• How do we separate the people who actually know what they’re talking about, from the people who pretend to know what they’re talking about?
    • Pay attention to actions – anyone can talk
    • Ask: “What has this person actually done/achieved?”
    • People reveal things through their body language
    • Signs of a non-bullshitter
      • People who admit they’re not always right
Mistakes and Failure
  • What’s the biggest mistake Robert ever made, and how did he recover?
Say Less
  • “Powerful people impress and intimidate by saying less. The more you say, the more likely you are to say something foolish”
    • “The more you say, the more common you appear, and less in control”
  • People who talk a lot, indicate nervousness and insecurity
  • Our culture is very transparent
    • We want to tell people everything about our lives
    • In reality, it’s not very interesting, except to yourself
    • “Stop being so transparent, cultivate some mystery about yourself”
  • “There is tremendous power in talking less”
Plan More for The Long Term
  • We’re always reacting to what people are doing us – we’re never able to rise above it to the level of strategy
    • “Your mind never rises high enough above the battle field to come up with a reasonable plan, that actually is more strategic, and involves things that aren’t just reactions to what your rival gives you”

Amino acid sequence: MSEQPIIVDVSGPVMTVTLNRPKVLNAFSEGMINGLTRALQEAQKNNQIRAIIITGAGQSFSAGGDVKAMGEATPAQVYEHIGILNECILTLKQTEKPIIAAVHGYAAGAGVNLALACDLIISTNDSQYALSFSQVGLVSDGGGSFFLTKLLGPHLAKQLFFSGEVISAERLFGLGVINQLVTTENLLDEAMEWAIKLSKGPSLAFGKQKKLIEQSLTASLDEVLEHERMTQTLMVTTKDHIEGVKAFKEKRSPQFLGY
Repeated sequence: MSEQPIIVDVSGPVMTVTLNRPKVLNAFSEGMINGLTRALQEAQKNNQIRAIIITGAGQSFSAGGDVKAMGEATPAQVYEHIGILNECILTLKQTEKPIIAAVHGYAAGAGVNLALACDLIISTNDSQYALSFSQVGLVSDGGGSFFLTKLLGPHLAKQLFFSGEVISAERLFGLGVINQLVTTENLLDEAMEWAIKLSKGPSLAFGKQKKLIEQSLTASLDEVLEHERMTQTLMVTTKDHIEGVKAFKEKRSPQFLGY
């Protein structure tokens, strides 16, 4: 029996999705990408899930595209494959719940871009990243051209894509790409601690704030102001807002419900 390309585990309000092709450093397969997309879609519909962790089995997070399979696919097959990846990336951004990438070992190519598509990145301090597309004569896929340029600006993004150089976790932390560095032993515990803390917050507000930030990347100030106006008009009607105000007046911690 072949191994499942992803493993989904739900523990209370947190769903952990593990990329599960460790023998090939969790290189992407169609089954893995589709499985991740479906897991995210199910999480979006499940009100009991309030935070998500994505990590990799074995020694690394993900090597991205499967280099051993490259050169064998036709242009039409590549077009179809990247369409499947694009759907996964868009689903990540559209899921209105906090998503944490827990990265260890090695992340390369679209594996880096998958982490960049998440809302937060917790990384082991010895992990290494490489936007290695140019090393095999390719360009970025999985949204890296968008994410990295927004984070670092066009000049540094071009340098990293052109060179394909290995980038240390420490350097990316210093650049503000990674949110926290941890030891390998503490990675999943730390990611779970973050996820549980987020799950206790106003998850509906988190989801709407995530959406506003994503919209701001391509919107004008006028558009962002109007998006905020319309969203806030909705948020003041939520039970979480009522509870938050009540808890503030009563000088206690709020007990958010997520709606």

• “We have consciousness, but we’re not using it right. We react too much. We need to use that consciousness to go further into the future and imagine possibilities, options, and consequences.”
Law 48 from The 48 Laws of Power
  • Be flexible, adapt to every situation – everything depends on your circumstances
Alive Time vs. Dead Time
  • “The worst thing you can have in life, is a job you hate, where you have no energy, you’re not creative, and you’re not thinking of the future. To me, you might as well be dead.”
  • You really don’t own anything in life
    • The only thing you own – YOUR TIME
    • Your body isn’t even yours – you could be put in prison, and tortured
  • Alive time, is time that you own – no one is telling you how to spend it
  • “When you’re working for someone else, they own you, it’s dead time”
Knowledge Project : , ,
Notes By MMiller